Question about 2003 Volkswagen Jetta TDI
The problem will be faulty injector tips squirting and not atomizing take it to an accredited diesel specialist shop and have the new tips fitted and the injectors recalibrated
Posted on Jul 18, 2017
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Posted on Jan 02, 2017
find your local vw service center and see if they can plug their computer in to see if there are any codes on the cpu. there may be one for an intermitent for the turbo. i ran into the same problem last month and it was the turbo veins are sticky so occasionaly it lack power going up hills. it did not cause the check engine light to come on, but there was a code on the cpu when they checked it. if it happens again while you are driving, pull over, shut the car off for 10-30 secs then restart it and see if it makes a difference. when it happened to me i called my guy and thats what he had me do and it was like a new car after that.
Posted on Jul 24, 2008
SOURCE: Volkswagen Jetta 2002 TDI
Please clarify, Although the alternator light is on, can you start the car? Does it turn over, but not start? If it won't turn over, you 1st need to charge the battery and try to start it. If the light remains on, have your alternator checked, it probably isn't charging the battery. How old is the battery? If it doesn't charge up, it should also be tested to make sure it's ok. Let me know the answers to the above, and let me know what happens. good luck countrycurt0
Posted on Oct 01, 2008
The only special tool I can think of is a big box of band-aides........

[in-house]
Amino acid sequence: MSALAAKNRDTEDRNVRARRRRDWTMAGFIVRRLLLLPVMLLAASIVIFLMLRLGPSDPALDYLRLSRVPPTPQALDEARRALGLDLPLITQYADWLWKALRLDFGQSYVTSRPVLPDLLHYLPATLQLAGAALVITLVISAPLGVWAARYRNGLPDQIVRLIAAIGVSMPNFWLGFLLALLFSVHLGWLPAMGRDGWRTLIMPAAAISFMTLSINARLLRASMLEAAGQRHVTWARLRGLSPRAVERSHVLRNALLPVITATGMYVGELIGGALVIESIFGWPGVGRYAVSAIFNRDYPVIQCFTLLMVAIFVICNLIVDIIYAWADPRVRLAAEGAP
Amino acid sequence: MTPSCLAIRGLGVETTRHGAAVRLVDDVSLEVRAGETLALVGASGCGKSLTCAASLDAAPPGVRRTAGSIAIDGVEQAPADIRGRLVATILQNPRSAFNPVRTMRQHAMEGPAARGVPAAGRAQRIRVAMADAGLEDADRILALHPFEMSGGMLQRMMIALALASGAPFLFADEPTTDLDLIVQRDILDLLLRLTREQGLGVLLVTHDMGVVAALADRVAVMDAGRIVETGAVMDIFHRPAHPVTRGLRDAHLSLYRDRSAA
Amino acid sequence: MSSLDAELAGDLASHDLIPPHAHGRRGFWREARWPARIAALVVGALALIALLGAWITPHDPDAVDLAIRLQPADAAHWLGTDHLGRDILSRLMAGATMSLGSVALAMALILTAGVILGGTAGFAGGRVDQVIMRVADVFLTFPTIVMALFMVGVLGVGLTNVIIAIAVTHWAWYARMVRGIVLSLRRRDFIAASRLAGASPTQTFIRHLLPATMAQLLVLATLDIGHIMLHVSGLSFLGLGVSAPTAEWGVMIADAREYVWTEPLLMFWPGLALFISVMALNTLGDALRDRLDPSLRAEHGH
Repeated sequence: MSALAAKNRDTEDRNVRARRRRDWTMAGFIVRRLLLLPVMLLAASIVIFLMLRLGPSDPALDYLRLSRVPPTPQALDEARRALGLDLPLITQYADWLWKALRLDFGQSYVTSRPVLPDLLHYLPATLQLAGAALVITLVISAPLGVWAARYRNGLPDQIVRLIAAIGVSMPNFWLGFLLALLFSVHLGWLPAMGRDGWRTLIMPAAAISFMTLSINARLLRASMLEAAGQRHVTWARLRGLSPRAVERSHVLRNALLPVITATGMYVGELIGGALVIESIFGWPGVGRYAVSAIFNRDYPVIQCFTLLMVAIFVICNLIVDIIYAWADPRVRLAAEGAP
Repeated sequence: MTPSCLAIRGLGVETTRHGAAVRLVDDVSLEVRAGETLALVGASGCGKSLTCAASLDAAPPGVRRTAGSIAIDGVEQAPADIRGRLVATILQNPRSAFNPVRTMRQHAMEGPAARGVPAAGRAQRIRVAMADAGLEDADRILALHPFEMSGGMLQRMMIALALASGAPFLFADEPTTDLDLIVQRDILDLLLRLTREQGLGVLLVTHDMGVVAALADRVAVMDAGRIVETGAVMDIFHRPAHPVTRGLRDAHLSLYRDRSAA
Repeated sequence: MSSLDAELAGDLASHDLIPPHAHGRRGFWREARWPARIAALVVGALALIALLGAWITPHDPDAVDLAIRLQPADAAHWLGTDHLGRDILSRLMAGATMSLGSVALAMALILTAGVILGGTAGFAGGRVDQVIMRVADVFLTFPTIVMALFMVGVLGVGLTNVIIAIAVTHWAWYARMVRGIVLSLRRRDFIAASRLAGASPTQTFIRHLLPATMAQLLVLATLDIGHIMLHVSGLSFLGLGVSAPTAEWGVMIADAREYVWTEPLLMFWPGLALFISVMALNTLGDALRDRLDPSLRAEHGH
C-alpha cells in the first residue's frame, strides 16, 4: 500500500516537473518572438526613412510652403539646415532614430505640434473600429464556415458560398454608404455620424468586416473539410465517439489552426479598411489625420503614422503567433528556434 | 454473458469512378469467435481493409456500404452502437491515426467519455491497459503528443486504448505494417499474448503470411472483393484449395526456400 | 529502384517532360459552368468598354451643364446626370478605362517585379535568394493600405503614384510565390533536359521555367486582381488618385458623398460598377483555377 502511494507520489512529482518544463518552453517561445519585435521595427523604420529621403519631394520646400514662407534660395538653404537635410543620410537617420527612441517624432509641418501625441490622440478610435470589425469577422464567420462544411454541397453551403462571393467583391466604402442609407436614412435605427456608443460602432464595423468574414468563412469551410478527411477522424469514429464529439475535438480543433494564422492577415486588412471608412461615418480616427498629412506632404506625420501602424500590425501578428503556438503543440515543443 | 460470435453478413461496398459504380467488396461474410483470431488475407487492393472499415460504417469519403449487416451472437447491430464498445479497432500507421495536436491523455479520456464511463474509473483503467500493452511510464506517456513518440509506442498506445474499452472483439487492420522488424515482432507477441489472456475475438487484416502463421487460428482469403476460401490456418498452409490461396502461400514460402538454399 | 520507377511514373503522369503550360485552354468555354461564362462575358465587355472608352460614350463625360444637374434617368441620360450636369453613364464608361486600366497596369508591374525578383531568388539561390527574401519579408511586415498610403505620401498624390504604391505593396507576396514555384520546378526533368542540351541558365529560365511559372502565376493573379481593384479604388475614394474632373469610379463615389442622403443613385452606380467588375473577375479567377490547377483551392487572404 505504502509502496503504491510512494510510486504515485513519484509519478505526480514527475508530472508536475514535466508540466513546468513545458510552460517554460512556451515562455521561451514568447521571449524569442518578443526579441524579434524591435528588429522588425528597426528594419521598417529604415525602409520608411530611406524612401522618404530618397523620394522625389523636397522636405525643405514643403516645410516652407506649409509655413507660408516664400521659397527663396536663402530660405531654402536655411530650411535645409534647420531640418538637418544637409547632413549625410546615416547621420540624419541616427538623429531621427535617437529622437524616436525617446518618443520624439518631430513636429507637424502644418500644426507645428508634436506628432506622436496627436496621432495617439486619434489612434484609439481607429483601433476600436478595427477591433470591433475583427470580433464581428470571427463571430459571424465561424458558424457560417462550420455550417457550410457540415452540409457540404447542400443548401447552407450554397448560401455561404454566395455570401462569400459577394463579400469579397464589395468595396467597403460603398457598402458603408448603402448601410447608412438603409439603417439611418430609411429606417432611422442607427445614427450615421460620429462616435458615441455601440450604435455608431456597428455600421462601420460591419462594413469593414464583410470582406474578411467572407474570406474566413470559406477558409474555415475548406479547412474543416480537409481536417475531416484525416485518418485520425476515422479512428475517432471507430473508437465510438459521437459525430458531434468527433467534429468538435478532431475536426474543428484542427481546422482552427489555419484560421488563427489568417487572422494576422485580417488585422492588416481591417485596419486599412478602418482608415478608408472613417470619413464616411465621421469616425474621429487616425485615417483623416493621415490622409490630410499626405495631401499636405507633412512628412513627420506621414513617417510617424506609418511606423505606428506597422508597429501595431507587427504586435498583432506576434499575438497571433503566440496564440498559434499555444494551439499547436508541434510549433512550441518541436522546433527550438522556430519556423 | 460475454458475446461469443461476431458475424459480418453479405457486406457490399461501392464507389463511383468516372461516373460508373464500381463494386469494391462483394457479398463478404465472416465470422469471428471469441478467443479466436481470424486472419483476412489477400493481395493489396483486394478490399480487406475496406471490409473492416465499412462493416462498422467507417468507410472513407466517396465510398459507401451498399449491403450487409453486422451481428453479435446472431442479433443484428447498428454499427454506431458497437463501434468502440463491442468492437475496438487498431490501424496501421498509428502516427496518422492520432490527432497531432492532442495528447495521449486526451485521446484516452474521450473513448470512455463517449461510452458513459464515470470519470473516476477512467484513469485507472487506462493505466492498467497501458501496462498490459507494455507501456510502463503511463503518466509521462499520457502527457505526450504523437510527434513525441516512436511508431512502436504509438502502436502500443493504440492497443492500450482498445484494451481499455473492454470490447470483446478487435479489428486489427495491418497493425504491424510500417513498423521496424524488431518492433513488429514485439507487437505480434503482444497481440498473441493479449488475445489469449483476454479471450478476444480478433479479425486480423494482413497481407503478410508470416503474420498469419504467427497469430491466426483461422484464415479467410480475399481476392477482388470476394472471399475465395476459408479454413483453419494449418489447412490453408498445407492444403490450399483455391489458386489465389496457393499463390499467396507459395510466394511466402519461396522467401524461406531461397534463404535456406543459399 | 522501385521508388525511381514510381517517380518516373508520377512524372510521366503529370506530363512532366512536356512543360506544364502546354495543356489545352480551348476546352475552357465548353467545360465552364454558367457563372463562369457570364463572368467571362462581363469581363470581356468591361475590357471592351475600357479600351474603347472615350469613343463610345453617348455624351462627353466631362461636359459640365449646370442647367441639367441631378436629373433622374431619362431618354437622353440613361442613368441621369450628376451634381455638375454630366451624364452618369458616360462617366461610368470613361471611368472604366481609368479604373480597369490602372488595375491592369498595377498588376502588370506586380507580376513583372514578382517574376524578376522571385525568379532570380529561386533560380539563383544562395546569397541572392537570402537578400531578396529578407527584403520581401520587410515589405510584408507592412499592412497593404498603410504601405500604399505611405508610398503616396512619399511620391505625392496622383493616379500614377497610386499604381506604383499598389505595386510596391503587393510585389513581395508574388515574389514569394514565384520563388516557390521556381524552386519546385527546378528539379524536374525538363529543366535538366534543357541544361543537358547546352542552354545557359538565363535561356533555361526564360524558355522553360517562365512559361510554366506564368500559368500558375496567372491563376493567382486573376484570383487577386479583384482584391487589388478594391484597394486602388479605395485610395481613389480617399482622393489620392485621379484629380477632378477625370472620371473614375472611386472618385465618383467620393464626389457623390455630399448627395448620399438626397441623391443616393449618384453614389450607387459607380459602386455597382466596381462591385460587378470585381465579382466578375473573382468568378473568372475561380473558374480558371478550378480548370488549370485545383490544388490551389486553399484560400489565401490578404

If you've changed a motor before then you know what you're doing.
Good luck, and make sure there are no kids around when you start cursing..lol
Posted on Feb 01, 2009
White smoke from the exhaust is typically oil burning, caused by, worn valve seal(s) - worn or broken piston ring(s) or a broken head gasket, thus allowing excessive oil in to the combustion chamber, but then most auto shops already know this and would require major engine dis-assembly to truly diagnose this issue.
Hard starting could be oil fouled spark plugs, a result of the same issue.
As a side note: I would take a friend who is somewhat mechanically inclined with you to "your workshop" to engage the person(s) to get an in-depth explanation as to how they checked your piston.
Do not purchase a fuel pump or that repair on an assumption, be sure
One of the tell tale signs of a fuel related issue is black smoke...
Posted on Feb 20, 2009
standing at the front of the car pull the cover off the left side of the motor and check the belt. No tools are required the check the belt. Cover pulls up and off. It's to the left end of the valve cover.
Posted on Apr 17, 2009
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